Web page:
By Katharina Schulz
T-Mobile directeur sportif and former Team Telekom rider Rolf Aldag has commented on the serious allegations raised by ex-soigneur Jef D'Hont. In his book, Wielerverzorger, D'Hont claims that there was systematic doping in the Telekom Team during the Tour de France in 1996, which was won by Bjarne Riis with the help of Jan Ullrich and Rolf Aldag.
Rolf Aldag, however, states that he didn't and doesn't know about any such doping system. "In order for me to notice anything there would have had to be something for me to notice in the first place. There are some concrete allegations, and we have to take a close look at these. On my own behalf, I can say I didn't notice anything. Even today, twelve years later, I cannot say that there was something suspicious," Aldag told fr-online.de.
Aldag also said it was impossible to judge by appearance alone whether someone was using banned substances. D'Hont claimed that during the 1996 Tour de France, Bjarne Riis was doped so much that it showed, whereas Aldag said that even though everyone can see how the riders' bodies change under the strains of the mountain stages, one cannot tell from this whether they doped themselves or not. "D'Hont is seeing things very simply. If you could really tell whether someone was doping or not just by looking at them, there would be no need for us to do all those tests," Aldag continued.
It is not only the riders that have now come under attack, but also Team Telekom doctors Andreas Schmid and Lothar Heinrich and the University Clinic in Freiburg, Germany. "Those are serious allegations that should not be taken lightly. In the book, a lot of situations are described and a lot of people are being named. We can talk to these people and try to find out what's true."
"There is no doubt that T-Mobile will react if something went wrong. But it won't be today and it won't be tomorrow. The clinic's reputation has been seriously damaged, and I'm sure they have a vital interest in not letting the accusations go uncommented but to shed light on the matter. This is also in our interest," stated Aldag.
Asked whether he agreed with D'Hont's impression that cycling showed the same structures as the mafia, where only the omerta, the law of silence, keeps the system running, Aldag pointed out that he doesn't consider it silence not to comment on every single rumour. "Yet cycling definitely has a lot to reappraise."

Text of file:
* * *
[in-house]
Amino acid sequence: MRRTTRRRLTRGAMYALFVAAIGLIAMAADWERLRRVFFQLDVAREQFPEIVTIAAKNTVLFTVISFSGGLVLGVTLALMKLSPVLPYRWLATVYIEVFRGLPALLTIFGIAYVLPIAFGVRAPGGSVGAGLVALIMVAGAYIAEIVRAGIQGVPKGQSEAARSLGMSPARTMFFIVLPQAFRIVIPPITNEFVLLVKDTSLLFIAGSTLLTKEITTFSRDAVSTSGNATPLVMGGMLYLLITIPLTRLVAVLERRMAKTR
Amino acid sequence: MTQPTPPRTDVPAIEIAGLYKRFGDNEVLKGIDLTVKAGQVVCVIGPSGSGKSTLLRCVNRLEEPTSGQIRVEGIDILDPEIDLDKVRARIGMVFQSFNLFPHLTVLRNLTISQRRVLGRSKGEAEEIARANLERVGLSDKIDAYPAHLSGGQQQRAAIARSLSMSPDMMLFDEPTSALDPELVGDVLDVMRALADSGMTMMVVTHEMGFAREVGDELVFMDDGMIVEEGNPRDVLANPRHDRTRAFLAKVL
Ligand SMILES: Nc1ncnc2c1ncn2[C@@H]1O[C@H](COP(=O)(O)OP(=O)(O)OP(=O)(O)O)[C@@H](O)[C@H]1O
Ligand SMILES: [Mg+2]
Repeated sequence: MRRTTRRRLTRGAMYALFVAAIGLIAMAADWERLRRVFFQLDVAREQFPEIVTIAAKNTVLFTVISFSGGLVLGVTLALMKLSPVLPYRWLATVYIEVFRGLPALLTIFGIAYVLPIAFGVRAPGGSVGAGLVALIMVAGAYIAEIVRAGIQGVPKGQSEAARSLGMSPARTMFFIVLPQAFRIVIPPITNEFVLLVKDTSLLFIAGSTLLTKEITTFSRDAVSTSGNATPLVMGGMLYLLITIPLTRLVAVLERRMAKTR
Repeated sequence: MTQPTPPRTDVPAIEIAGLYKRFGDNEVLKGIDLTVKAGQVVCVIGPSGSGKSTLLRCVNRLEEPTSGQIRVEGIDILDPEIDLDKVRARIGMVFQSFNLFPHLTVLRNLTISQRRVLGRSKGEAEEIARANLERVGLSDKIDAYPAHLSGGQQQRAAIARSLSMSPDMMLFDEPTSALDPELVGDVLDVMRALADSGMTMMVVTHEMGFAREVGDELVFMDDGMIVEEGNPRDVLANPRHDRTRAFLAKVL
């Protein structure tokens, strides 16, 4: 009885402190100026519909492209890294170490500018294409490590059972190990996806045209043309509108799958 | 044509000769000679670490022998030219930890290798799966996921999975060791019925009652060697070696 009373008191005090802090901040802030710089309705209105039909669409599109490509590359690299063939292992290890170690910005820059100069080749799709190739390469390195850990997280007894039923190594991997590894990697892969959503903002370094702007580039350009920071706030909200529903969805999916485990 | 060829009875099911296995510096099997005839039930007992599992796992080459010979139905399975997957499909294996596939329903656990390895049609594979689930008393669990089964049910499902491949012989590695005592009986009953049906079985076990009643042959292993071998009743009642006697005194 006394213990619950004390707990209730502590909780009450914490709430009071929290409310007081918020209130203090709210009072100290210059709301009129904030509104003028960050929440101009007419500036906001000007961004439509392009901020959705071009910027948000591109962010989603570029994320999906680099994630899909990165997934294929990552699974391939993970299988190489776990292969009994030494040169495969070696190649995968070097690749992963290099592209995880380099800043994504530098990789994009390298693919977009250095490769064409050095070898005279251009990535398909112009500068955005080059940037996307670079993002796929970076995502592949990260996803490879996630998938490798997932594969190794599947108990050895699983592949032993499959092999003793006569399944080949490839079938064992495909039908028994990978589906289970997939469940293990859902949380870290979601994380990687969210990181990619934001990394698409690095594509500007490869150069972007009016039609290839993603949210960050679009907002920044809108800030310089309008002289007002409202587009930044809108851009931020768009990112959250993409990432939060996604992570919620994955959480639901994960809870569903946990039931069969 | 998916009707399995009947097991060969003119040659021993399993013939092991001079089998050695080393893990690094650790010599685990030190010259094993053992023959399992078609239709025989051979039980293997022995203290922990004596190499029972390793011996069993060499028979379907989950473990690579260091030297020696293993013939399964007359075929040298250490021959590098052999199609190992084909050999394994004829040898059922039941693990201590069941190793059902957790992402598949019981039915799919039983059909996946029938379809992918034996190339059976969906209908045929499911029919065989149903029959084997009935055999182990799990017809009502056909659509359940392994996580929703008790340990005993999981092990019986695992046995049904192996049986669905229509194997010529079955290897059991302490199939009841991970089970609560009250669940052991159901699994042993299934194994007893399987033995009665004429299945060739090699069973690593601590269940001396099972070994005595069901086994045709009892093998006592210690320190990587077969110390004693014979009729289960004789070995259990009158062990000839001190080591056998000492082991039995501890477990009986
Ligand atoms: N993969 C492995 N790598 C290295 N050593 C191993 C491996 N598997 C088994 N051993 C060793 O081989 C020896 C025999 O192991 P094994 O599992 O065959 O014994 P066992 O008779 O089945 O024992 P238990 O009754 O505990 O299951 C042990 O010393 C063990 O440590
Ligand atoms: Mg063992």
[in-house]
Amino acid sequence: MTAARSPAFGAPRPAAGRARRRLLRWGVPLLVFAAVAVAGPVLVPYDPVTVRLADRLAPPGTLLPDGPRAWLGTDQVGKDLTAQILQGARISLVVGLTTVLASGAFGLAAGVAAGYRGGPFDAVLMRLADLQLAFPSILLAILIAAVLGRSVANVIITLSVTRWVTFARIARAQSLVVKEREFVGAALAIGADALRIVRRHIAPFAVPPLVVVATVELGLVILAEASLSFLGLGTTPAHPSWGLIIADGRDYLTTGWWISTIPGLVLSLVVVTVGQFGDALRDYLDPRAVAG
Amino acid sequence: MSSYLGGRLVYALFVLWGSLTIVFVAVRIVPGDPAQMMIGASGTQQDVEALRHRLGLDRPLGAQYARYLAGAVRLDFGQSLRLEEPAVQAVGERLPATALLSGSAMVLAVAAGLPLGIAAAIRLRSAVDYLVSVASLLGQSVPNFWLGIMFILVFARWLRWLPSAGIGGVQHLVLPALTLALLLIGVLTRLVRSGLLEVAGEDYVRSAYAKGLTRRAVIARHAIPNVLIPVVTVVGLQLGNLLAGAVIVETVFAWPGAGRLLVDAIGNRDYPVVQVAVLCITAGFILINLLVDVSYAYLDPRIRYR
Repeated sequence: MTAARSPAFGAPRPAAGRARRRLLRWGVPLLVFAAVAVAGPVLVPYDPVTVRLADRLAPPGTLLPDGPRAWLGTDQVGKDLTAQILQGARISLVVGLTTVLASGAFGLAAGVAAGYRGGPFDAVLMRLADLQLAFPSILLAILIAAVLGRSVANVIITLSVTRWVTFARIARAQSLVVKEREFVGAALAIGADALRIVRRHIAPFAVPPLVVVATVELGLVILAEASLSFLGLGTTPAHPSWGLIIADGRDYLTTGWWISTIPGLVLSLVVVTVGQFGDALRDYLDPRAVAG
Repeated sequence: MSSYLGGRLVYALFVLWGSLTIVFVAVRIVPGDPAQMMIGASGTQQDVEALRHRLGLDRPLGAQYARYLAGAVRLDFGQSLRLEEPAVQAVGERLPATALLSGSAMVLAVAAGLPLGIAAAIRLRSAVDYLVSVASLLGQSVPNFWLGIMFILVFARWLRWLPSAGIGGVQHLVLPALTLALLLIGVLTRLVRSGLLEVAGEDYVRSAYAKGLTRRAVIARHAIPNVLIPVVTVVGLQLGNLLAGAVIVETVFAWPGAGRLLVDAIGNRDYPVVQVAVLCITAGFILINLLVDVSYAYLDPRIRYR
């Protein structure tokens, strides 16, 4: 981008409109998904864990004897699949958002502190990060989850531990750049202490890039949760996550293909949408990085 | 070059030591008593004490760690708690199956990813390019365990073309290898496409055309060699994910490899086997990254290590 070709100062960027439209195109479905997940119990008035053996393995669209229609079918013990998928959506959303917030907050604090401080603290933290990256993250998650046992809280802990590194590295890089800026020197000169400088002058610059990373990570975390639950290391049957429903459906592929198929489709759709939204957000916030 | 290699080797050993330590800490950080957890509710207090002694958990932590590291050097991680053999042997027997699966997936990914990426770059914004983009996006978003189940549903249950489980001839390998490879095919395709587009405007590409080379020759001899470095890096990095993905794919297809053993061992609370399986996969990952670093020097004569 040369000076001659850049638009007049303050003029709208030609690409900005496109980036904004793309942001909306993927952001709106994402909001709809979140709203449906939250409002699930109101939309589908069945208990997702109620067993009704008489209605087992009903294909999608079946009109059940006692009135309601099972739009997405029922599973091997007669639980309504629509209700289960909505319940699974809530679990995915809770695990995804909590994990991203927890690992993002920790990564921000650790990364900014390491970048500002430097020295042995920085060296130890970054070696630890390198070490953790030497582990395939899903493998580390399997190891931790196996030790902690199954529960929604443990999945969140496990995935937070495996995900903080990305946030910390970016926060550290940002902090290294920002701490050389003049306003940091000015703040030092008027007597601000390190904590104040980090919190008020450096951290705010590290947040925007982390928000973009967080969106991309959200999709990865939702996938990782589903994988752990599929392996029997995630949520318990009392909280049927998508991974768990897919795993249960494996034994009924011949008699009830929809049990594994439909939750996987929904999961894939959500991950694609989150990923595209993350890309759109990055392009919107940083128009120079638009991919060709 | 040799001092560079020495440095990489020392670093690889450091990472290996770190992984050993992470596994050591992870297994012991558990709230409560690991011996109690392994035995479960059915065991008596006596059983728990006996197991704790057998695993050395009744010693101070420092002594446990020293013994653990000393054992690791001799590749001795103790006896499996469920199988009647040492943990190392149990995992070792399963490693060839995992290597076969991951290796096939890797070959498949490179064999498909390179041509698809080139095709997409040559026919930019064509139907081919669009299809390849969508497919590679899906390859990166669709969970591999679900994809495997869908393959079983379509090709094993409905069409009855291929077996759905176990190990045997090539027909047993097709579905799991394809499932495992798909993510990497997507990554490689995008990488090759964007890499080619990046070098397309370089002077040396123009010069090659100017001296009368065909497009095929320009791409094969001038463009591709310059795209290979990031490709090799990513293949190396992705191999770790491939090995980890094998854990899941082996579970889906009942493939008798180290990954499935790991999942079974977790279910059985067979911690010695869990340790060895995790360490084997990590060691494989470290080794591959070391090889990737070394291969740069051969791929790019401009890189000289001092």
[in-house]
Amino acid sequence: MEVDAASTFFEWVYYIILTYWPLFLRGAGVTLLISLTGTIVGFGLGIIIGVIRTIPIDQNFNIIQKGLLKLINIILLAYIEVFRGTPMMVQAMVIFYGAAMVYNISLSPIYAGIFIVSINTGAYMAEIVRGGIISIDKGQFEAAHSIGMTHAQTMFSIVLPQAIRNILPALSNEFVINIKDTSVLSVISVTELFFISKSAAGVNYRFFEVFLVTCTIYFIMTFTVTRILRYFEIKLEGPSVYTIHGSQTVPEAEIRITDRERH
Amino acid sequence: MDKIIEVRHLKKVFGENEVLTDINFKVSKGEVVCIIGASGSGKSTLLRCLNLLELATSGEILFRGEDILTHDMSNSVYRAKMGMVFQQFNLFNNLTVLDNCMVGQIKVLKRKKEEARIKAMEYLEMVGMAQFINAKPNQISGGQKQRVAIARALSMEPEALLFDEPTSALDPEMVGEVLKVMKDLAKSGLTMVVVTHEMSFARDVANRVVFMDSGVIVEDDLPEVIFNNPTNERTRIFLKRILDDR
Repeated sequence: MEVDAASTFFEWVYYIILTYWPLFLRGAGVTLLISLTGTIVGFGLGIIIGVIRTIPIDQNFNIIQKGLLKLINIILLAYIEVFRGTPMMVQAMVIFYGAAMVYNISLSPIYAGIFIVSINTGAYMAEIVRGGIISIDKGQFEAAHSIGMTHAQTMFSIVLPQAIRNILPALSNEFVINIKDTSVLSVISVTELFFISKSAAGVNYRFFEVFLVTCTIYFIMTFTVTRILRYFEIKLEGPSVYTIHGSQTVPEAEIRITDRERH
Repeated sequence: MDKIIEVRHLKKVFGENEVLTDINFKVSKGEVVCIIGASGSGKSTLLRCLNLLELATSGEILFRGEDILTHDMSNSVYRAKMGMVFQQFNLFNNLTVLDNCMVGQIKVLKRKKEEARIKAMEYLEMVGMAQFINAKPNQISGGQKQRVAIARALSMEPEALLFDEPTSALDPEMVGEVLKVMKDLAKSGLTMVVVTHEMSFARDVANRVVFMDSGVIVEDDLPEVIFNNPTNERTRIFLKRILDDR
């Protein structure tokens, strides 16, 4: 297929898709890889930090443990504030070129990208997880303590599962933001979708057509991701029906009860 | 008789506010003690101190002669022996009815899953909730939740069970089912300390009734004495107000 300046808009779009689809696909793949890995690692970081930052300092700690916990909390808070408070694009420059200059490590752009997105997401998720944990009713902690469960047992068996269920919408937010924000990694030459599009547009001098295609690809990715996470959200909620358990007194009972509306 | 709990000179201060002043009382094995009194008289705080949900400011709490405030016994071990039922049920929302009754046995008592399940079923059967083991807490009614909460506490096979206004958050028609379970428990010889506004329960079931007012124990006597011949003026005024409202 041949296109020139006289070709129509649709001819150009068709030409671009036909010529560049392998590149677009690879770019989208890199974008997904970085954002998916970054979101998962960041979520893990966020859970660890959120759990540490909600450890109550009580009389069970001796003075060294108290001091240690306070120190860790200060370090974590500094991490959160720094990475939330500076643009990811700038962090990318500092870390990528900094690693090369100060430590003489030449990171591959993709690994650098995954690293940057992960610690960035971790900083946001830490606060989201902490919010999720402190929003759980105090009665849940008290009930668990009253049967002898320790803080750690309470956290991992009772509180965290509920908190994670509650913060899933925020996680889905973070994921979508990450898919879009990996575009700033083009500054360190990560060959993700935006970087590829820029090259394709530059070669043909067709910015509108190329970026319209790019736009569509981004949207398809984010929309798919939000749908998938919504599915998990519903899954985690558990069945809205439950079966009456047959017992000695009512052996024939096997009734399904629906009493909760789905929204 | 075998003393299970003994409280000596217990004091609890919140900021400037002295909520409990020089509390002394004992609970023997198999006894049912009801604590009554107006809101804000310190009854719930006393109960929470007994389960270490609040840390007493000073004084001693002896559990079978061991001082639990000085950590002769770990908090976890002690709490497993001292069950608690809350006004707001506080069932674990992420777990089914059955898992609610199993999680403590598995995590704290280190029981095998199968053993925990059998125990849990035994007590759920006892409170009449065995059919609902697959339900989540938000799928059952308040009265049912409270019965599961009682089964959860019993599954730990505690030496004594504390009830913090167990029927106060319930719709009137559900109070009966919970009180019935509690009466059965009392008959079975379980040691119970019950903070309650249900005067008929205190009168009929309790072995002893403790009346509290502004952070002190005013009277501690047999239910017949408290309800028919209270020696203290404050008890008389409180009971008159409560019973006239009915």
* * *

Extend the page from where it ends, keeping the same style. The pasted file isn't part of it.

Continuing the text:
Cycling needs to take care of the doping problem if the sport wants to regain credibility. "Of course cycling has a problem with its image. We all need to be more transparent. This season, T-Mobile stands for clean sports with its fight against doping and a renewed medical programme and training routine."
The new transparency also includes that T-Mobile are willing to take all of their 29 riders to Madrid for a DNA sample, if it should be necessary. Aldag thinks "everyone should take this step, for it is a very important step."
T-Mobile to investigate d'Hont charges
The T-Mobile team will investigate charges that two of its team doctors who supplied team members with EPO in 1996, as alleged by former soigneur Jef d'Hont.
In a book published this week, d'Hont claimed that doctors Andreas Schmid and Lothar Heinrich injected team members with EPO during the 1996 Tour de France, which was won by Bjarne Riis for Team Telekom, as it was then called.
"We are going to ask the two doctors questions and to discuss with them to know what is true in what Mr d'Hont has alleged. We are going to look into the matter and then make a decision," T-Mobile spokesman Christian Frommert told the AFP press agency. "We are also going to try to speak with Mister d'Hont."
Frommert noted that the Freiburg University Clinic has announced that it will also investigate the charges against its two doctors. "I am pleased with the Freiburg initiative. I would advise team doctors Heinrich and Schmid to hold themselves back and consult with their lawyers and families," he said, according to the dpa.